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#243: Only A Mile And A Big World Separated Us

We’ve reached the middle of May, loyal readers! I’m happy to announce that I’m noticing more high-qua
The Highlighter
#243: Only A Mile And A Big World Separated Us
By Mark Isero • Issue #248 • View online
We’ve reached the middle of May, loyal readers! I’m happy to announce that I’m noticing more high-quality, non-pandemic articles lately, and today’s issue of The Highlighter includes four selections worthy of your time and attention.
Leading this week’s issue is “Only A Mile And A Big World Separated Us,” a big, well-written piece that I recommend highly. The second article, about an anti-gay woman and her gay son, is also excellent. Then take time for Tuba, in his first appearance since Issue #198, before diving into a pair of articles about Ahmaud Arbery and the differences in running when you’re Black vs. when you’re white. I hope you find the articles valuable and illuminating.
+ The Highlighter Hoodie is coming, at long last! What color should it be? Hit reply and vote your conscience.

Only A Mile And A Big World Separated Us
An Anti-Gay Crusader And Her Gay Son Were Making It Work. Then Came Trump.
Here is Tuba, regal as ever, enjoying some fresh air while safely maintaining his distance from his owner, loyal reader Sele. Want your pet to appear in The Highlighter? hltr.co/pets
Here is Tuba, regal as ever, enjoying some fresh air while safely maintaining his distance from his owner, loyal reader Sele. Want your pet to appear in The Highlighter? hltr.co/pets
The Killing Of Ahmaud Arbery
This Trail Is Not Your Trail
+ Reader Annotations: Loyal reader Daniel liked last week’s lead article, “Full-Timing Families” and shared these thoughts:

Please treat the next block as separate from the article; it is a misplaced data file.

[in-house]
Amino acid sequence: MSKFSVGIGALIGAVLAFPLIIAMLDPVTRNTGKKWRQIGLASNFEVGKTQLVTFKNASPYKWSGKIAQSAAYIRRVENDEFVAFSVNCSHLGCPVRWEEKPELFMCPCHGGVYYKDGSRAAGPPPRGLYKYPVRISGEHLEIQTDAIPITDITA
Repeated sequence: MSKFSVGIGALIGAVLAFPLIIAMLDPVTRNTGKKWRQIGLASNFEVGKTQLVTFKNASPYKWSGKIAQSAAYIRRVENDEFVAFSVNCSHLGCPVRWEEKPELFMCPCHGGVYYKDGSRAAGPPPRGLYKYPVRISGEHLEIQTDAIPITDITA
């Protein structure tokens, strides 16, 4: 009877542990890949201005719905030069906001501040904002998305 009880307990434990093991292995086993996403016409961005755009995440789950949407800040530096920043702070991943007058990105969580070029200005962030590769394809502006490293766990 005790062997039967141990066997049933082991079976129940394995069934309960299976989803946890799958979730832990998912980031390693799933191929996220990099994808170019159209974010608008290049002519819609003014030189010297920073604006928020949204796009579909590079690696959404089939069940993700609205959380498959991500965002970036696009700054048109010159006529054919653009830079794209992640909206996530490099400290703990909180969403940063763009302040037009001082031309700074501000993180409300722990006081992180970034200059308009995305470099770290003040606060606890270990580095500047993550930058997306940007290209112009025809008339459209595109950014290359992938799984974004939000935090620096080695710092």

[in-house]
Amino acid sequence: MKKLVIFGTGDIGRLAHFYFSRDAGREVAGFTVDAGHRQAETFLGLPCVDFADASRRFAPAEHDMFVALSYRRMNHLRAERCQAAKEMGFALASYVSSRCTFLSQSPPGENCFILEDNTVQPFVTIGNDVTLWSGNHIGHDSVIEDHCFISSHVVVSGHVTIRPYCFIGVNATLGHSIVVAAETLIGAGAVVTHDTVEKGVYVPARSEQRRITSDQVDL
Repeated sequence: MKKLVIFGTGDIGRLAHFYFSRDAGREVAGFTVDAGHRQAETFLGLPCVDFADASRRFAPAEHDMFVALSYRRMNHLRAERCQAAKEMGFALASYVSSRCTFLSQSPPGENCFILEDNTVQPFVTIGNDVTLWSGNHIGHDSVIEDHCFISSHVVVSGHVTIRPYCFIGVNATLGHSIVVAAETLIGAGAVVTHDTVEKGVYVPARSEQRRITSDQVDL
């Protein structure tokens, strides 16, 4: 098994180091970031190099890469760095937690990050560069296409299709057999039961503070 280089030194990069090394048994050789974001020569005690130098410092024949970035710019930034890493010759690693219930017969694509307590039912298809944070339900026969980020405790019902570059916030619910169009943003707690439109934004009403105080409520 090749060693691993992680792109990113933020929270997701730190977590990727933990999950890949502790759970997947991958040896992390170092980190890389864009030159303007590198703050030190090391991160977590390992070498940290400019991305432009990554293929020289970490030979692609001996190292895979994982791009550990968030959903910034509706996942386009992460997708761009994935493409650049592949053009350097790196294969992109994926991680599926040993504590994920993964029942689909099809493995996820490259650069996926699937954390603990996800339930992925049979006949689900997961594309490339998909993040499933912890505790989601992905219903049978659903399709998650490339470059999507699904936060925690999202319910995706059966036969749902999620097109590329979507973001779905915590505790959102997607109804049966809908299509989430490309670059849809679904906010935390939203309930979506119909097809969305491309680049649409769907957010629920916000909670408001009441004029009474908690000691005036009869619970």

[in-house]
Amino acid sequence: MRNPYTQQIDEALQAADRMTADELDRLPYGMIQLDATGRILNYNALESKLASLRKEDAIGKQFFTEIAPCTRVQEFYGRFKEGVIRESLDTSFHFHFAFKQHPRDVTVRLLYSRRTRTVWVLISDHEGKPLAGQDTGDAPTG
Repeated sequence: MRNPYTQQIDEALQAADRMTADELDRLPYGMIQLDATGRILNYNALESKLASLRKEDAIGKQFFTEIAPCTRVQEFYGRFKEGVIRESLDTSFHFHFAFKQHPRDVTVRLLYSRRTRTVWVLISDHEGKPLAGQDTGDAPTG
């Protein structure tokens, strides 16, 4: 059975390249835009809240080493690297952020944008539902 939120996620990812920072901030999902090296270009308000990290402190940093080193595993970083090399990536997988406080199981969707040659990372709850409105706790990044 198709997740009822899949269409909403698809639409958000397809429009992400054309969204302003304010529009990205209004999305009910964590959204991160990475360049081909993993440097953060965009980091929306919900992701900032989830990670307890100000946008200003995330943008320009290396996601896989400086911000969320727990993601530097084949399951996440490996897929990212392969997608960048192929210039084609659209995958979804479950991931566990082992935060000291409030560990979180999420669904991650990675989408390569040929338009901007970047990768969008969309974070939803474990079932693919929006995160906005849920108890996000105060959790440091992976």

I was particularly taken with the idea of “roadschooling.” But even so, I feel like the article presents a false binary: Either you are full-time on the road, or you are living in our usual “rat race.” I grew up in a family that valued home and time together more than those things were valued by most other families I know. And because my father was a teacher and had summers away from work, we took several multi-month cross-country road trips — all without leaving the permanence of home, school, and job. Being on the road for two months is much more than most people ever get. So I think that, rather than “either-or,” it may be possible to have “both-and.”
Thank you, Daniel, for reading the piece and reaching out with your connections. Loyal readers, if an article this week resonated with you, please hit reply and start a dialogue.
You did it again! Thank you for reading this week’s newsletter. Let me know what you thought by hitting reply or by clicking on the thumbs below. Also, let’s welcome our community’s five new subscribers Amy, Scriber, Lux, Alison, and Adam. I hope that you find this newsletter a solid addition to your Thursday email inbox. (Thank you, loyal reader George, for the referral.)
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